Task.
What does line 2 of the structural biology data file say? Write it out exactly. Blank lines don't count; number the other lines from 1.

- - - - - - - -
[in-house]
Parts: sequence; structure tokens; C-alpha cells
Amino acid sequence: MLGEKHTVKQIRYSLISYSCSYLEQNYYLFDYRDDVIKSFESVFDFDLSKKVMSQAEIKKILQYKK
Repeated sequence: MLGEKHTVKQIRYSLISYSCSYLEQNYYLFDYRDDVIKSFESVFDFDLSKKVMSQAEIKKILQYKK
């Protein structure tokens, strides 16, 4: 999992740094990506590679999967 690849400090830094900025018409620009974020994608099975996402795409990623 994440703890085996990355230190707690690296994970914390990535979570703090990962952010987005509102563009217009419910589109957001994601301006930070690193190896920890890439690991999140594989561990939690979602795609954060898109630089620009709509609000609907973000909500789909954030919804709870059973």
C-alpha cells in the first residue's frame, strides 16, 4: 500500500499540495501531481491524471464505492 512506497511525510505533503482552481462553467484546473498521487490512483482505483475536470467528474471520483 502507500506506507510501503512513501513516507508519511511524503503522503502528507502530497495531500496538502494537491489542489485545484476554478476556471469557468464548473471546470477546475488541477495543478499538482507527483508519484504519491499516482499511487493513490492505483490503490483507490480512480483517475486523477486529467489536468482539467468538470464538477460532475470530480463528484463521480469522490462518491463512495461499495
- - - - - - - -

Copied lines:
Parts: sequence; structure tokens; C-alpha cells